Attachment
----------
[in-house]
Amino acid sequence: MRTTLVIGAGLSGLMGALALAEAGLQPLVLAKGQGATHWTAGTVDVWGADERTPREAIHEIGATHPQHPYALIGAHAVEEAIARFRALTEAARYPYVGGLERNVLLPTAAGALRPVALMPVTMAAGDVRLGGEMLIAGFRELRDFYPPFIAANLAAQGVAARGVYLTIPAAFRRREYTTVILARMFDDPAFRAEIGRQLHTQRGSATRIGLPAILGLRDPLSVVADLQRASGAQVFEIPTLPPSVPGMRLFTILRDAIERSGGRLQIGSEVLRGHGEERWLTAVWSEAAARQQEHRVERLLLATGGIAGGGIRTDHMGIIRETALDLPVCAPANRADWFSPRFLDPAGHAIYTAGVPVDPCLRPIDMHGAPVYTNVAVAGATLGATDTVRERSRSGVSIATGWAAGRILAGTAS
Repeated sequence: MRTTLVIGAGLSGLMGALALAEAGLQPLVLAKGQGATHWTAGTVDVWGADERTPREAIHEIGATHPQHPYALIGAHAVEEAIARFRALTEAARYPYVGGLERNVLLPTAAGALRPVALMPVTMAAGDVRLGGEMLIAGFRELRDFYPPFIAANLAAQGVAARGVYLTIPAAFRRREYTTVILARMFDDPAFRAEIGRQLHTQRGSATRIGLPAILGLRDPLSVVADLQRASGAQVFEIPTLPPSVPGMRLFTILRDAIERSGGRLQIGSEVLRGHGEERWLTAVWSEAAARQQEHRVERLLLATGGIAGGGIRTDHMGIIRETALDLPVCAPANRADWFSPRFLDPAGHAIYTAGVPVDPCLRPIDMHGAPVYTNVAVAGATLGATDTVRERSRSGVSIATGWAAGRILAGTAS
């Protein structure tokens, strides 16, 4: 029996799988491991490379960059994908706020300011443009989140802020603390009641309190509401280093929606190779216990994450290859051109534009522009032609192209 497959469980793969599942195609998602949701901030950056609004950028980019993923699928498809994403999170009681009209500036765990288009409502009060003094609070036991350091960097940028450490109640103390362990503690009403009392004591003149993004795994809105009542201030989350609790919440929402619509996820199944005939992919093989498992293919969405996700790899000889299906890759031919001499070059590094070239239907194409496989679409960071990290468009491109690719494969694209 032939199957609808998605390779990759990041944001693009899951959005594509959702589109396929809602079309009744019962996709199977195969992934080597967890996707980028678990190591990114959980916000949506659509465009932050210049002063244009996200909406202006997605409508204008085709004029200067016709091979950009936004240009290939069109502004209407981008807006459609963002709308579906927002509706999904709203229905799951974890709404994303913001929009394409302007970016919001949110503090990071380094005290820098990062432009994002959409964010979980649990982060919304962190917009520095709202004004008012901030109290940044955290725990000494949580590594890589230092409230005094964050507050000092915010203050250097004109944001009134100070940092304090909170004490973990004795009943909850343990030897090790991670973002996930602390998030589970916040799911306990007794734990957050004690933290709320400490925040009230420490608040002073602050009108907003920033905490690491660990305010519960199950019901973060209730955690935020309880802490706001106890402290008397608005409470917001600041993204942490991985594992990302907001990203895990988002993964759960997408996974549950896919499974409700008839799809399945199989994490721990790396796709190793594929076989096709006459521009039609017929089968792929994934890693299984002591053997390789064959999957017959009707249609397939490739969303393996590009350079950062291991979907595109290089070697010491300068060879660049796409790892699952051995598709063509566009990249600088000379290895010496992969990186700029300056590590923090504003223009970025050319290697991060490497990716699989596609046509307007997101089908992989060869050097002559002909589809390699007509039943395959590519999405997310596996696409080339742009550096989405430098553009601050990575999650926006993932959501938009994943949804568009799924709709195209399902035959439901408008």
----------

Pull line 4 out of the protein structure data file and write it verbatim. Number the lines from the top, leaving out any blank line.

């Protein structure tokens, strides 16, 4: 029996799988491991490379960059994908706020300011443009989140802020603390009641309190509401280093929606190779216990994450290859051109534009522009032609192209 497959469980793969599942195609998602949701901030950056609004950028980019993923699928498809994403999170009681009209500036765990288009409502009060003094609070036991350091960097940028450490109640103390362990503690009403009392004591003149993004795994809105009542201030989350609790919440929402619509996820199944005939992919093989498992293919969405996700790899000889299906890759031919001499070059590094070239239907194409496989679409960071990290468009491109690719494969694209 032939199957609808998605390779990759990041944001693009899951959005594509959702589109396929809602079309009744019962996709199977195969992934080597967890996707980028678990190591990114959980916000949506659509465009932050210049002063244009996200909406202006997605409508204008085709004029200067016709091979950009936004240009290939069109502004209407981008807006459609963002709308579906927002509706999904709203229905799951974890709404994303913001929009394409302007970016919001949110503090990071380094005290820098990062432009994002959409964010979980649990982060919304962190917009520095709202004004008012901030109290940044955290725990000494949580590594890589230092409230005094964050507050000092915010203050250097004109944001009134100070940092304090909170004490973990004795009943909850343990030897090790991670973002996930602390998030589970916040799911306990007794734990957050004690933290709320400490925040009230420490608040002073602050009108907003920033905490690491660990305010519960199950019901973060209730955690935020309880802490706001106890402290008397608005409470917001600041993204942490991985594992990302907001990203895990988002993964759960997408996974549950896919499974409700008839799809399945199989994490721990790396796709190793594929076989096709006459521009039609017929089968792929994934890693299984002591053997390789064959999957017959009707249609397939490739969303393996590009350079950062291991979907595109290089070697010491300068060879660049796409790892699952051995598709063509566009990249600088000379290895010496992969990186700029300056590590923090504003223009970025050319290697991060490497990716699989596609046509307007997101089908992989060869050097002559002909589809390699007509039943395959590519999405997310596996696409080339742009550096989405430098553009601050990575999650926006993932959501938009994943949804568009799924709709195209399902035959439901408008």